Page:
Tag Archives: lectures

Feeling Connected: Working with large groups

  • teaching_large_classes
    Teaching Large Classes Giulia Forsythe CC-BY-SA https://www.flickr.com/photos/gforsythe/8261536706

    How can you engage large student cohorts in the classroom/lecture theatre?

  • And how could you maintain those connections when the lecture is over?
  • How do you make meaningful connections with all your students?

Aimed at academic and professional services staff these practical workshops draw on examples of effective practice from within the University and from outside. Ranging from using technology effectively, and utilising basic acting techniques, to creating accessible materials for everyone, we share ideas and tips you can take away and try with your large groups tomorrow.

You can attend all three, or choose the ones that best meet your needs

Creating connections: Managing large groups in the lecture theatre

Tuesday 9th May 12.00-14.00, G.07 Daysh Building

In this workshop we share tips and tricks for how we can effectively manage large groups in the lecture theatre, You’ll be able to try out some techniques for yourself in this interactive session, with case studies from colleagues from across the University and some practical exercises ranging from maintaining audience attention and using lecture theatre technology to how to stop your voice giving out as term progresses.

Staying connected: Facilitating large groups outside of the lecture theatre

Tuesday 19th September 12.00-14.00, Herschel Learning Lab, Herschel Building

The recent NUSU report on the Teaching Excellence Awards contained some gems of information from students, one of which was that they really value the activities before and after a lecture. But how do you build meaningful activities and maintain attention outside of the lecture theatre? This workshop looks at ‘the lecture sandwich’ where we share tips and get some hands on experience  of using Blackboard, ReCap discussion boards etc to help build collaborative learning before and after the lecture. We also look at boundary setting and expectation management with email and in discussion boards.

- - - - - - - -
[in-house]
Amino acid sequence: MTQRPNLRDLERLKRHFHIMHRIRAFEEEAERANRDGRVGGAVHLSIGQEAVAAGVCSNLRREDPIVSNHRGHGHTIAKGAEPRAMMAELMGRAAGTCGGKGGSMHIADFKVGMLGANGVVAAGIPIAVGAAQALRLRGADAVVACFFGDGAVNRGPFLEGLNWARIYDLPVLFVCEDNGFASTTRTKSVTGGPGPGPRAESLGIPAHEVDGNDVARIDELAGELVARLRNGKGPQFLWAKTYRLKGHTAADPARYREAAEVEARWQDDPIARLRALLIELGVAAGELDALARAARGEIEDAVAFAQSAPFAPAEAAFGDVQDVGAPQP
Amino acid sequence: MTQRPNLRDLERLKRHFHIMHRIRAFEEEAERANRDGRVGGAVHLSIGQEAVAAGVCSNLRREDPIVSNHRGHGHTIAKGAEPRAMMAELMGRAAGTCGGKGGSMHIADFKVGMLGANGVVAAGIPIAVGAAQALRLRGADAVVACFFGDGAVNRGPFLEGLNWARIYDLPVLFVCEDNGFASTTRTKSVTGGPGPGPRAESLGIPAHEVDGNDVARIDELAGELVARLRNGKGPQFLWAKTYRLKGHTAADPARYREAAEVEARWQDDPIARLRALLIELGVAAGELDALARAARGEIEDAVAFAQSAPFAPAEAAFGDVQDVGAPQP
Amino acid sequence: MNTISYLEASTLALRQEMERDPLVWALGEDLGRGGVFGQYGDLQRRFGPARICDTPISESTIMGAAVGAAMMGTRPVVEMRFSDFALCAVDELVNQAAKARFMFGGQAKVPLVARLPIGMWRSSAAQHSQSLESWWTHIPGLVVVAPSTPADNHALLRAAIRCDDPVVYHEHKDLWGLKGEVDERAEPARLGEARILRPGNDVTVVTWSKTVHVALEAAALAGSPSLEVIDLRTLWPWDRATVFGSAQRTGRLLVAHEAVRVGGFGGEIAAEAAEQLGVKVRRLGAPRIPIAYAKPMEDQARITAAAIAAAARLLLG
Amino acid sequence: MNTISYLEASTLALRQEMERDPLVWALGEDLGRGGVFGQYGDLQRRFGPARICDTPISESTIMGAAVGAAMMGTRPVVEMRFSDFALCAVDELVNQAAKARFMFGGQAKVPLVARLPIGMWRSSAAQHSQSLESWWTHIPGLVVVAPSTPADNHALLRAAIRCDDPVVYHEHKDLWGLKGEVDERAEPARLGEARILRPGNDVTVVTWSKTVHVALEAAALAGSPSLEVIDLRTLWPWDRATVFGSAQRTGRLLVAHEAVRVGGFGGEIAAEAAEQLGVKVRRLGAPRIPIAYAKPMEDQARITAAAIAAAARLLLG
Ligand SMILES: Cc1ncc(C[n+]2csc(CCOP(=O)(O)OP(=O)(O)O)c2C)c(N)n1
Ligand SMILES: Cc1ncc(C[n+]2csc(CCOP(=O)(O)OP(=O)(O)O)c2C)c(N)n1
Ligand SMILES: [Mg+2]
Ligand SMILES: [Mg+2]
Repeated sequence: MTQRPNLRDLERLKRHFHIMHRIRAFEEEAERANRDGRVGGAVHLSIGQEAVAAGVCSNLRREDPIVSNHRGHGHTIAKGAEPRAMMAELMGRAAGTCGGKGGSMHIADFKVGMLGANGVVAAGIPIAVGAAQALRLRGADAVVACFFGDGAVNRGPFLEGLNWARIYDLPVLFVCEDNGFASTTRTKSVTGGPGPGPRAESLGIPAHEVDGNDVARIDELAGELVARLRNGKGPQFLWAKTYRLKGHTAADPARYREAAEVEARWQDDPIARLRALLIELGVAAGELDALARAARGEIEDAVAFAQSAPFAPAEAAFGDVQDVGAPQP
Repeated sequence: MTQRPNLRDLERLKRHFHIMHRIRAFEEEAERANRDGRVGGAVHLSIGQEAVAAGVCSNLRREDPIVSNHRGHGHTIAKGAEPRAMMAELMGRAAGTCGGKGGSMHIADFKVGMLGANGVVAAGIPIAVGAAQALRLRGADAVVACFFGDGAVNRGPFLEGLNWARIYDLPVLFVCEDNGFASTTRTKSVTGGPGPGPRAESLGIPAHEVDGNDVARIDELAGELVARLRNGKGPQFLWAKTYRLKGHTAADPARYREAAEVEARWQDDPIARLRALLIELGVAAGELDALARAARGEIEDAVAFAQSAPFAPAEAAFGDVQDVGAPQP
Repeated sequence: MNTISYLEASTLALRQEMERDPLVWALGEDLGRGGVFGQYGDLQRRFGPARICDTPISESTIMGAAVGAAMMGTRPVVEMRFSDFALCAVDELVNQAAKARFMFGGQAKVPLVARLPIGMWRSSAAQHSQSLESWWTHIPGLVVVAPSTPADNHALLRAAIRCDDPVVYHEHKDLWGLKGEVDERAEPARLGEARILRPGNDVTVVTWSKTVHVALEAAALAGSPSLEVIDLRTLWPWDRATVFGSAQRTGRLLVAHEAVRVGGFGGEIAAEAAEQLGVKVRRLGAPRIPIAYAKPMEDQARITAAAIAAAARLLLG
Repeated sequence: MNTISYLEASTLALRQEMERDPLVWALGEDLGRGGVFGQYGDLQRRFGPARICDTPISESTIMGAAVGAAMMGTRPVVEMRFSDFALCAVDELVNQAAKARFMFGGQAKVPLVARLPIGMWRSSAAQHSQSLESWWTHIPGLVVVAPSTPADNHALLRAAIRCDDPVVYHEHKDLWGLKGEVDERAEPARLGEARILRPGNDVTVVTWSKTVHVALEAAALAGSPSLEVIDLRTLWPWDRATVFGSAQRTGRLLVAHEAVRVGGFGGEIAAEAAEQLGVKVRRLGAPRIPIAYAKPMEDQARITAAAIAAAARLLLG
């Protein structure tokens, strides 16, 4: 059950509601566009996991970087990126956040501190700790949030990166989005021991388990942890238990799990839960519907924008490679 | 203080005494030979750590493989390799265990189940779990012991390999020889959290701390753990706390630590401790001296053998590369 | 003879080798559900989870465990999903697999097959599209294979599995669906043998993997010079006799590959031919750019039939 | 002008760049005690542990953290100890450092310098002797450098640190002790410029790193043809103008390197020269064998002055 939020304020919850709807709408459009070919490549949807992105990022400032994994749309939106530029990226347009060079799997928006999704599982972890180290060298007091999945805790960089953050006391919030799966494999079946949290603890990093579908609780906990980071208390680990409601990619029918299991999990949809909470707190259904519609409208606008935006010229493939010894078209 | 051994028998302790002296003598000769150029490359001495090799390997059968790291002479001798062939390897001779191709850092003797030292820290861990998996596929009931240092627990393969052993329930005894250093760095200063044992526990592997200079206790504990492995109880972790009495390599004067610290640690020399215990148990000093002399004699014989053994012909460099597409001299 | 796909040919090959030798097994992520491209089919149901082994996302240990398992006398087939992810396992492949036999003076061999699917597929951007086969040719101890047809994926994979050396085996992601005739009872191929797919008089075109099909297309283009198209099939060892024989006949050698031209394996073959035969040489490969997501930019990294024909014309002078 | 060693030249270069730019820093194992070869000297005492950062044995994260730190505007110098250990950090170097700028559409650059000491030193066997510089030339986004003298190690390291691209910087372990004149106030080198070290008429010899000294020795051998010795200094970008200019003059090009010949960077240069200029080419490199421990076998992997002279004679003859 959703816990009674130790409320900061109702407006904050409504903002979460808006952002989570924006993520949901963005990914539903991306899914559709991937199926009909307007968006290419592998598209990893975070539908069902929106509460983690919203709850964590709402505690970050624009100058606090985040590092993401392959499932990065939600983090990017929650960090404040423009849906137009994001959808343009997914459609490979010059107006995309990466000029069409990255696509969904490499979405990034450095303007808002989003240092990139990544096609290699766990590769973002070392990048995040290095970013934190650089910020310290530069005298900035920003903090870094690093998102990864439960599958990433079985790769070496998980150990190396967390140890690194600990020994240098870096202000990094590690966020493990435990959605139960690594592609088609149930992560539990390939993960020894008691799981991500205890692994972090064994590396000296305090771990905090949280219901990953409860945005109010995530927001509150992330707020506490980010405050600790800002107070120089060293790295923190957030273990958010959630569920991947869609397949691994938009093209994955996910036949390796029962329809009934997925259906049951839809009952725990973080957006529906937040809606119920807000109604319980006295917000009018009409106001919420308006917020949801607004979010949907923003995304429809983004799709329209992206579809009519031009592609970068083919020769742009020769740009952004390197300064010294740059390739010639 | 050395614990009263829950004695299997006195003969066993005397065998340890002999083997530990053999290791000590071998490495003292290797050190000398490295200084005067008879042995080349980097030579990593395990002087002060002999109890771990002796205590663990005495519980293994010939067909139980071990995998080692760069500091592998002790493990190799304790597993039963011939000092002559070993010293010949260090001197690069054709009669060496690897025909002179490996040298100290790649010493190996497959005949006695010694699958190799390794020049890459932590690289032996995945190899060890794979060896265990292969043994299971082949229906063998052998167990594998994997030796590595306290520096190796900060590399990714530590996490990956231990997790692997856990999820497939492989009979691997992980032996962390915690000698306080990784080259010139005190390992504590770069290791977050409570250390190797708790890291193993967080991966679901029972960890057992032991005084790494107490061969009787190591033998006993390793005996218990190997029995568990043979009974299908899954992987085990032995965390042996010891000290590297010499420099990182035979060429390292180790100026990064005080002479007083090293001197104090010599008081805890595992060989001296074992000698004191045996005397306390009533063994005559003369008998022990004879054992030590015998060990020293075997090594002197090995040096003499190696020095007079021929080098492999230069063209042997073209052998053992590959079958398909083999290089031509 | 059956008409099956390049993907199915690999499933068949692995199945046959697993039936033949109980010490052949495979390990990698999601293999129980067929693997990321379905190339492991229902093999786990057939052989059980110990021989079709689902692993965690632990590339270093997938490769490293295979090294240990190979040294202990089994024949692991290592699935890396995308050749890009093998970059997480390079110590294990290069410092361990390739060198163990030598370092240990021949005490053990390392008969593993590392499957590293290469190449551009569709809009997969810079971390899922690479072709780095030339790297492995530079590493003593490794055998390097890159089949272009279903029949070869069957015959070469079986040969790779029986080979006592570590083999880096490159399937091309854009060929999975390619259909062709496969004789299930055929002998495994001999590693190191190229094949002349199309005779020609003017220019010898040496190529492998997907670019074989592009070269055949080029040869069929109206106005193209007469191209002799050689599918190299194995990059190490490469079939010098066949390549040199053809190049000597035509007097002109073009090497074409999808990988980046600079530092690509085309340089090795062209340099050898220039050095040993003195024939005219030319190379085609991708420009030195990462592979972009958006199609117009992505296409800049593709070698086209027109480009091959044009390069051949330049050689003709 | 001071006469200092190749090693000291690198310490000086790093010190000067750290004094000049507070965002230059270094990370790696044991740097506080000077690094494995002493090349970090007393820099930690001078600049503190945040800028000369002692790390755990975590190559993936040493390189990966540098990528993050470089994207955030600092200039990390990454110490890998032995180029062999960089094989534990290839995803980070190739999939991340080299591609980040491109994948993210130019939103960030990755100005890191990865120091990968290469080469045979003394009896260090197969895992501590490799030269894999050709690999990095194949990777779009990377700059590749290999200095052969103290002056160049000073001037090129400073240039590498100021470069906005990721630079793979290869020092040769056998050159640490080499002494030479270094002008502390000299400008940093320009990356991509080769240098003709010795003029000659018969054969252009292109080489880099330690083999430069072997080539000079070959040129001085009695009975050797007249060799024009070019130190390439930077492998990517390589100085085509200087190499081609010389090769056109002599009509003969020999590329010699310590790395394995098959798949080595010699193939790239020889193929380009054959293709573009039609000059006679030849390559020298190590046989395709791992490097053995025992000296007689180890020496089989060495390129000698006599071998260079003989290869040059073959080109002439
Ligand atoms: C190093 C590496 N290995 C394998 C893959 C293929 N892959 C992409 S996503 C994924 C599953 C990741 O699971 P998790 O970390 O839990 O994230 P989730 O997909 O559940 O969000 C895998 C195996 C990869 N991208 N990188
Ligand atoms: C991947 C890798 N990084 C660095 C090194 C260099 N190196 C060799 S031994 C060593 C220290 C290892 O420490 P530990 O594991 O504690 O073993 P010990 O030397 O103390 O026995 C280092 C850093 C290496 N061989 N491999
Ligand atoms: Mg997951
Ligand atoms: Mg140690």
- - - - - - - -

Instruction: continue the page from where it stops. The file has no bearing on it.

Connecting everyone

Date tbc (pending timetabling)

Drawing on inclusive learning principles this cluster based hands on workshop focuses on learning for all and reaching everyone on your large group. We share tips on using multiple communication channels, and how using module handbooks, reading lists, well structured documents effectively can help get to hard to reach students.

Further information and bookings

For more information and to book: www.ncl.ac.uk/ltds/about/training/feelingconnected/

You can choose to come to all three or just pick the ones that best suit your needs. And bring a sandwich with you, if you like.

 

STAR CASE STUDY – Saving Sim-Man

Are you struggling to offer active and experiential learning to large numbers of students?  SimMan could save the day.

SimMan is a high-fidelity patient simulator who can be programmed to display a wide range of physiological and pathophysiological signs and respond appropriately to treatment, be it physical, e.g. cardiopulmonary resuscitation, or therapeutic, e.g. administration of drugs.

But surely only a few students can make use of SimMan at a time?

Clare Guilding (Lecturer in the School of Medical Education) has developed an effective way of using SimMan along with interactive voting technology to provide an engaging learning experience for a lecture theatre full of students.

Clare explains, ‘To enable the entire class to engage in clinical decision-making, split-screen and interactive voting technologies are employed.’

One of the screens projects the physiological readouts from SimMan such as his blood pressure, ECG heart trace and oxygen saturation; the other screen is linked to a TurningPoint interactive quiz.

Each student is supplied with a TurningPoint handset and at a series of key clinical points throughout the scenario, the students are asked to vote individually and anonymously on the most appropriate course of action (e.g. initial patient management steps, which drug should be administered etc.).